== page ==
This sermon is part of the sermon series "Global Preaching Voices ". See series.
We believe in our community that the gospel is the account of God coming to dwell in the midst of his people, so we read the gospel lesson from the midst of the congregation. The gospel lesson this week comes from the Gospel of Matthew, the 28th chapter, and we'll be reading verses 16-20. This is the holy gospel of our Lord Jesus Christ according to Matthew. Glory to you, Lord Christ.
Now the eleven disciples went to Galilee, to the mountain to which Jesus had directed them. And when they saw him they worshiped him, but some doubted. And Jesus came and said to them, "All authority in heaven and on earth has been given to me. Go therefore and make disciples of all nations, baptizing them in the name of the Father and of the Son and of the Holy Spirit, teaching them to observe all that I have commanded you. And behold, I am with you always, to the end of the age."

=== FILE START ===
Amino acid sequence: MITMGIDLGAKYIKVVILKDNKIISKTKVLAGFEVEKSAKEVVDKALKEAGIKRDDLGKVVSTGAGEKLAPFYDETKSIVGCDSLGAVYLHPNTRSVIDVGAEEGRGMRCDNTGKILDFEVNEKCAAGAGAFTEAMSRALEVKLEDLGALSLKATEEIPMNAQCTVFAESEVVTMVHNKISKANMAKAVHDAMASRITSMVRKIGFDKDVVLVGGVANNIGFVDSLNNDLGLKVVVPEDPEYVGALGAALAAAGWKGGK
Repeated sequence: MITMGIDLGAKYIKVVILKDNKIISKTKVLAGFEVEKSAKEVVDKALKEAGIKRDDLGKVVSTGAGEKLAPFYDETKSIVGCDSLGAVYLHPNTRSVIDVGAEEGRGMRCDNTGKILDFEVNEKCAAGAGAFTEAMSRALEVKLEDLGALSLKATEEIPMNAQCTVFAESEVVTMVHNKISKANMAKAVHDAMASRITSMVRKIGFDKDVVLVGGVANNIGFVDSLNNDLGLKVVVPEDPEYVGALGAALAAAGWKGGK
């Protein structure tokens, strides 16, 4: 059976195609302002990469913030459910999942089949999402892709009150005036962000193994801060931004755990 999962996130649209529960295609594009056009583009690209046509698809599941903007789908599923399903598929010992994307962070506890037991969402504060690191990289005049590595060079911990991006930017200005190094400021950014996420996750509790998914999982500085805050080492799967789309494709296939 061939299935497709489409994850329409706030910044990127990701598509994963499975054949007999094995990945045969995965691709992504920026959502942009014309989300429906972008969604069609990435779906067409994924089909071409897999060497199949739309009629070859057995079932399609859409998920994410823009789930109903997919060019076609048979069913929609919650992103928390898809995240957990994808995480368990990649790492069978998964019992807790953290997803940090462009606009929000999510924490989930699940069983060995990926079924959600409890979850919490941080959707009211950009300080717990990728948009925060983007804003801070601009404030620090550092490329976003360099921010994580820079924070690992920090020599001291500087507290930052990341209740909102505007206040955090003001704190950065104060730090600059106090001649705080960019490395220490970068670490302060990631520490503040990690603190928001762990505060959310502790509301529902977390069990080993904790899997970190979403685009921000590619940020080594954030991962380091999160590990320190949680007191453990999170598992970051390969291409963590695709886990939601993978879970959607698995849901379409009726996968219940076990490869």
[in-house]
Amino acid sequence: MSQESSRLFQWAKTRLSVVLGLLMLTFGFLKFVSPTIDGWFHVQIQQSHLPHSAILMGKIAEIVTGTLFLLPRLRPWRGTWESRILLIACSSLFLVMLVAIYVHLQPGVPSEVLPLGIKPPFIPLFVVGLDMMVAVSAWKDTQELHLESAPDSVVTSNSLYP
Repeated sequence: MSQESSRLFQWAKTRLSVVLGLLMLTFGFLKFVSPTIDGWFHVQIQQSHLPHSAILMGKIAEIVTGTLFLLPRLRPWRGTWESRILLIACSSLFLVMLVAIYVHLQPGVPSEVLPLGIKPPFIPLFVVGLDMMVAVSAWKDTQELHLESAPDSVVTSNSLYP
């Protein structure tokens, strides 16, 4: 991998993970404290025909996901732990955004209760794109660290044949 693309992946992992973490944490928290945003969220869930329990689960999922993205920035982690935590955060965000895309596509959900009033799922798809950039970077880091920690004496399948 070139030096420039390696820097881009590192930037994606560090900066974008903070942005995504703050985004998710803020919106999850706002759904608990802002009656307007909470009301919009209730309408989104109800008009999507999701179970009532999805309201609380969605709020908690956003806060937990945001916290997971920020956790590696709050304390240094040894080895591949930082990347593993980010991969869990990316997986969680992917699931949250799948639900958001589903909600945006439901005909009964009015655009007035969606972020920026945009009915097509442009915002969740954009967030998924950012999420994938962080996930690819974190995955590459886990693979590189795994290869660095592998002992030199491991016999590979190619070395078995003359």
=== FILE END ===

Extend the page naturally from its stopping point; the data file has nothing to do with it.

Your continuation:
This is the gospel of our Lord. Praise to you, Lord Christ.
I have chosen as our theme tonight "Rethinking the Great Commission."
Perhaps one of the most damning criticisms of evangelical Christians is that they talk more about the Bible than they actually read it, and when they do read it, they tend to read a Bible within the Bible—favorite proof texts on which we build our theologies. And this text, which traditionally has been called the Great Commission, is, in my view, one of those texts that has been selectively used and misused in the recent history of the church. So I want to give you a different way of approaching and reading this text than perhaps the one that you've been brought up with.
The location of the Great Commission
Let's begin by noticing that what's called the Great Commission is actually sandwiched between a great affirmation on ...
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